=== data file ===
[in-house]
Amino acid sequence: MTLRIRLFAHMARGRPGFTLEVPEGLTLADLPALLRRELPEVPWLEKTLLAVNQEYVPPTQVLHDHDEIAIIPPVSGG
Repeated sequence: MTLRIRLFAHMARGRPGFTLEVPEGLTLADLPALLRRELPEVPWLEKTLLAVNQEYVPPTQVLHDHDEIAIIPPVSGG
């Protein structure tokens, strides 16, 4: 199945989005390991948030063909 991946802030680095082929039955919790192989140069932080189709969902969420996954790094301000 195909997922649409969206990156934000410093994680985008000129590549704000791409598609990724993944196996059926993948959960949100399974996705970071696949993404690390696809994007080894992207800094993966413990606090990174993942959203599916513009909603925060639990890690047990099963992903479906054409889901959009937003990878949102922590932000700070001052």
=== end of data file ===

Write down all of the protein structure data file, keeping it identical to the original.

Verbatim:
[in-house]
Amino acid sequence: MTLRIRLFAHMARGRPGFTLEVPEGLTLADLPALLRRELPEVPWLEKTLLAVNQEYVPPTQVLHDHDEIAIIPPVSGG
Repeated sequence: MTLRIRLFAHMARGRPGFTLEVPEGLTLADLPALLRRELPEVPWLEKTLLAVNQEYVPPTQVLHDHDEIAIIPPVSGG
């Protein structure tokens, strides 16, 4: 199945989005390991948030063909 991946802030680095082929039955919790192989140069932080189709969902969420996954790094301000 195909997922649409969206990156934000410093994680985008000129590549704000791409598609990724993944196996059926993948959960949100399974996705970071696949993404690390696809994007080894992207800094993966413990606090990174993942959203599916513009909603925060639990890690047990099963992903479906054409889901959009937003990878949102922590932000700070001052």